Stone Veneer Repair

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Stone veneer is a building material designed to replicate natural stone. It is comprised of a lightweight concrete, and is cast in a mold that mimics the features of natural stone. Stone veneer is typically installed on top of wood surfaces with metal laths (a mesh foundation similar to a window screen) filled with mortar beneath. This ensures there will be a tight bond when you cement individual veneer sections in place. With this finish comes occassional repairs. You can easily do these yourself with a little preparation and know-how.

Prep Work

  • The amount of preparation required for stone veneer repair varies with the type damage. If a veneer section has broken loose--and the underlying metal lath has been ripped or pulled out--you're looking at complete replacement. According to ThisOldHouse.com, one tip for ensuring that the lath is installed correctly is by running a gloved hand along its surfaces. The surface that should face outward on a wall will be rough to the touch, and produce a cheese grater-like effect. The same source recommends chipping away old mortar with a hammer and chisel, and then scrubbing it with a sturdy wire brush. Once a space has been cleared, a new section of lath can be nailed into the underlying wall. The lath then needs to be covered with mortar and spread with a trowel. It's best to spread a layer of mortar a half-inch thick. Once dry, this mortar can be scored, or given ridges, by running over it with a notched trowel. It will then be ready for a new stone veneer section. If only the stone veneer section is damaged (and not the underlying lath), it's still beneficial to chisel and brush out a little bit of underlying mortar, according to HomeTips.com. This will create space for the adhesive mortar that's used on the back of new veneer sections being installed.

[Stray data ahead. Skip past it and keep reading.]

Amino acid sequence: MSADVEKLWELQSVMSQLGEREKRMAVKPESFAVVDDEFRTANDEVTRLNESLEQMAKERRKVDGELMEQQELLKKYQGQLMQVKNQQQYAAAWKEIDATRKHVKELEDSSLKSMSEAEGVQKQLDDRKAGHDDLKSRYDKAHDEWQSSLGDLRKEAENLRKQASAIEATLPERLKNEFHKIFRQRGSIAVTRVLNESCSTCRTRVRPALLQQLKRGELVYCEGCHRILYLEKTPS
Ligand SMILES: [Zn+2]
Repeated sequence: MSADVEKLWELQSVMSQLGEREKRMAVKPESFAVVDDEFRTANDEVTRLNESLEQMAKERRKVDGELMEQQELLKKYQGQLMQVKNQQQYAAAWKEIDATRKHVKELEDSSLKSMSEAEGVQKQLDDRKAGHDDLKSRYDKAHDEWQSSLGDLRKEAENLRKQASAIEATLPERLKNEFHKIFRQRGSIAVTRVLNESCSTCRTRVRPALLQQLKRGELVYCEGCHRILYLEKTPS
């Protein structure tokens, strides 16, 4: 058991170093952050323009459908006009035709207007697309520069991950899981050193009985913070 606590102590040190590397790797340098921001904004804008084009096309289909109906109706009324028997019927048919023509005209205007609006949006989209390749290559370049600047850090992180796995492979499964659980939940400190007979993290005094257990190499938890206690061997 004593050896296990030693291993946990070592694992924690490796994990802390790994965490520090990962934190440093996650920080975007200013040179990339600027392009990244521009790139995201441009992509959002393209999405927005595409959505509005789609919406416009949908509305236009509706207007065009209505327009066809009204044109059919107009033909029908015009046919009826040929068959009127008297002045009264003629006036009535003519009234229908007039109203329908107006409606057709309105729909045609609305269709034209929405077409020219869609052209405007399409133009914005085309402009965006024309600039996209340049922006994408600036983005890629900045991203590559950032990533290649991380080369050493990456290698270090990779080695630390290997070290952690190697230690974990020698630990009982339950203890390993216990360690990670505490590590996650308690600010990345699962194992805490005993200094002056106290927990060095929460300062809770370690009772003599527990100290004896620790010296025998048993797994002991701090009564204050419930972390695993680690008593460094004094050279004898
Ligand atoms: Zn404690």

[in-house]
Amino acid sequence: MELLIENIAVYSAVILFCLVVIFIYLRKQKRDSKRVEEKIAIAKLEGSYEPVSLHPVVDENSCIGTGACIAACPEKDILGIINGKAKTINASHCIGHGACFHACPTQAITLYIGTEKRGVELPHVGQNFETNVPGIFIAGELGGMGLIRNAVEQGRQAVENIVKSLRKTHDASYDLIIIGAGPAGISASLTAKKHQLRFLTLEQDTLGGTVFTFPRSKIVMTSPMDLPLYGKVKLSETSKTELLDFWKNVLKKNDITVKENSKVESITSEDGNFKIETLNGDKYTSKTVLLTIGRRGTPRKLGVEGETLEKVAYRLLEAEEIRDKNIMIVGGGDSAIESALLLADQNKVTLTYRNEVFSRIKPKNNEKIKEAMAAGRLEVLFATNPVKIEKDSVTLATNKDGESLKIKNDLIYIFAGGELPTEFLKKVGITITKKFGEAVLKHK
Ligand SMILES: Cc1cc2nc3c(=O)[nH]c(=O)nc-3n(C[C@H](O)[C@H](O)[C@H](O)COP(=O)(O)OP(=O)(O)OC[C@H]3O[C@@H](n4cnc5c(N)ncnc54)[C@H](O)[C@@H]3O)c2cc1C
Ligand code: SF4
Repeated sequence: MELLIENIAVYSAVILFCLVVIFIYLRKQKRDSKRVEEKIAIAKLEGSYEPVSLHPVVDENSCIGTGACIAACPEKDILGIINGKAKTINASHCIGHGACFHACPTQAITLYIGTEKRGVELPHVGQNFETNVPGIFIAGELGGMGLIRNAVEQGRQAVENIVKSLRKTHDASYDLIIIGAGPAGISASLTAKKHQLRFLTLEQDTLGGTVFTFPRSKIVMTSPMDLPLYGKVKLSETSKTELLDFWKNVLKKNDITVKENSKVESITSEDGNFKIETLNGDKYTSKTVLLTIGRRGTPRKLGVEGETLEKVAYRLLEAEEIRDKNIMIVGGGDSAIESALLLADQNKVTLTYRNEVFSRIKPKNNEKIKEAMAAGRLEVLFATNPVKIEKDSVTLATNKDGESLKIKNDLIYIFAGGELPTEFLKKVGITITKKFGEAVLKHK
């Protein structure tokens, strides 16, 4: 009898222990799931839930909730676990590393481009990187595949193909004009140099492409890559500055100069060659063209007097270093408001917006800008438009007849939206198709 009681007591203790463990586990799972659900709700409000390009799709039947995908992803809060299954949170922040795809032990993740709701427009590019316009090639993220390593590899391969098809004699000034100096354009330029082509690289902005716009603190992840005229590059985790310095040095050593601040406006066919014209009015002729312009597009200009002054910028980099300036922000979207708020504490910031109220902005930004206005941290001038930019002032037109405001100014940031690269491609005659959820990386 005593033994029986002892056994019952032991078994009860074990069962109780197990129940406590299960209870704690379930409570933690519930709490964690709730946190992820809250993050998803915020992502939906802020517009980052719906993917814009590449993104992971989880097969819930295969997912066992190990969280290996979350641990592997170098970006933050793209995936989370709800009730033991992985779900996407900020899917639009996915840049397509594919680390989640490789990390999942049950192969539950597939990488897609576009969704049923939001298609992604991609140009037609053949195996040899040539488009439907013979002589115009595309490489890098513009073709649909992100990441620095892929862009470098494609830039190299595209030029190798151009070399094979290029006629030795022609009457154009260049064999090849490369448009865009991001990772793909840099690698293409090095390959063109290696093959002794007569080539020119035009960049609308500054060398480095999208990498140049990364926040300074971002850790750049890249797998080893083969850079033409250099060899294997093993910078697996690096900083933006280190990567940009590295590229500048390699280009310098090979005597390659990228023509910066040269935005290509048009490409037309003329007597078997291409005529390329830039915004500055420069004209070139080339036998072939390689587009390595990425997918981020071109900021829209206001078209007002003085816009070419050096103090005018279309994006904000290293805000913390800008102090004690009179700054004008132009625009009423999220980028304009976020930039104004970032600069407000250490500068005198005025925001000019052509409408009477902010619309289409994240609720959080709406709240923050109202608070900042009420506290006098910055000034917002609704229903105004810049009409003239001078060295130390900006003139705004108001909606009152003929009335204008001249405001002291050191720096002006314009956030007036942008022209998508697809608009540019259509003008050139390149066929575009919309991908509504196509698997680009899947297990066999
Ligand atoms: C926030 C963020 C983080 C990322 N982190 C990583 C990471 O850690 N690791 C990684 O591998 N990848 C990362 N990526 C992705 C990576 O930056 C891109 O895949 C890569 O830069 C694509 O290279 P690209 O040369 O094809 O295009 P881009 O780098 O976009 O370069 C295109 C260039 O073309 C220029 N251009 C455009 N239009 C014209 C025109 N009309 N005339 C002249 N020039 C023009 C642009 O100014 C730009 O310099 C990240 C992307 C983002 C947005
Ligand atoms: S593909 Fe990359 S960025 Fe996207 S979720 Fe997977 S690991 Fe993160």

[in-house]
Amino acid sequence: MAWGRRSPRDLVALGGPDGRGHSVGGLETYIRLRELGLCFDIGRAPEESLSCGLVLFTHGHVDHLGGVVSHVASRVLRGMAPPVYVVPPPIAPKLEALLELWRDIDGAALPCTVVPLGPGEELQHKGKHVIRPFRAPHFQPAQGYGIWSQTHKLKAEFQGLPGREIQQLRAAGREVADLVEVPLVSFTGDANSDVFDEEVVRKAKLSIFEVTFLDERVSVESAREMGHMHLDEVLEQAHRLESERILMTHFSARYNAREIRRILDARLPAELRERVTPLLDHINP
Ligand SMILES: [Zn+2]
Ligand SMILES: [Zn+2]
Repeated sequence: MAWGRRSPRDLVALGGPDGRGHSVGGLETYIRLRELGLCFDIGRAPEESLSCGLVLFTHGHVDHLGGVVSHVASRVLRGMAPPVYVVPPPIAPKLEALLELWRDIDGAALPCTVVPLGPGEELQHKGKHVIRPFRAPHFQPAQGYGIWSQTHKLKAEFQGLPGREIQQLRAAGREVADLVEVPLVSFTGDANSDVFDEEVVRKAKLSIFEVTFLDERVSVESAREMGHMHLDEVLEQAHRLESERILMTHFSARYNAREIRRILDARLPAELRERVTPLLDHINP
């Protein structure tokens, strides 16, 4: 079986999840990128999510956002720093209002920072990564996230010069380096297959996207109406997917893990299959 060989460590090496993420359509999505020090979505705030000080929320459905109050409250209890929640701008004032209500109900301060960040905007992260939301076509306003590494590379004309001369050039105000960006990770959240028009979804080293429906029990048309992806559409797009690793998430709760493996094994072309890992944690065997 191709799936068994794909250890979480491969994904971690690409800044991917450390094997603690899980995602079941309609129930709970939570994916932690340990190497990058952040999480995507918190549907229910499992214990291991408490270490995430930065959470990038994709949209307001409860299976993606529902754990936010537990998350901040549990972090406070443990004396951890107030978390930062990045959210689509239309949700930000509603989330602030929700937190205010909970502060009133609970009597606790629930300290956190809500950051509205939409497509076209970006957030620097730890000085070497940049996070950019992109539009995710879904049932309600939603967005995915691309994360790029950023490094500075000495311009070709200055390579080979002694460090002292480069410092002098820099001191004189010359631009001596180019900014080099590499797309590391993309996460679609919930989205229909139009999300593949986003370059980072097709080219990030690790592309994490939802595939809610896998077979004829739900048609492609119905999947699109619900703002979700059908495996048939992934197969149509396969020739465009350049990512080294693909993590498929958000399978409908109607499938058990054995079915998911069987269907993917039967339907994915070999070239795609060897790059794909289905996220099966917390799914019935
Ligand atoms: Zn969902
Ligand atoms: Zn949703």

Application

  • Once the installation area is prepped, a new stone veneer section can be fitted, shaped, and put in place. According to ThisOldHouse.com, it's always beneficial to dry fit (put in place without an adhesive) the veneer sections first, to ensure they fit securely. According to the same source, the mortar used on the back of the replacement stone veneer should be applied with a pointed trowel. The trowel can also be used to make V-shaped pockets in the mortar, which will help the veneer section bond when it's put in place. HomeTips.com recommends individuals use a Type N, weather-resistant mortar that is sold dry and mixed at home. It's available at most hardware and home improvement stores. According to the same source, once stone veneer replacement pieces are secured, a jointer (or other small pointed tool) can be run over the seams. This will give the joints surrounding the replacement section a concave appearance.

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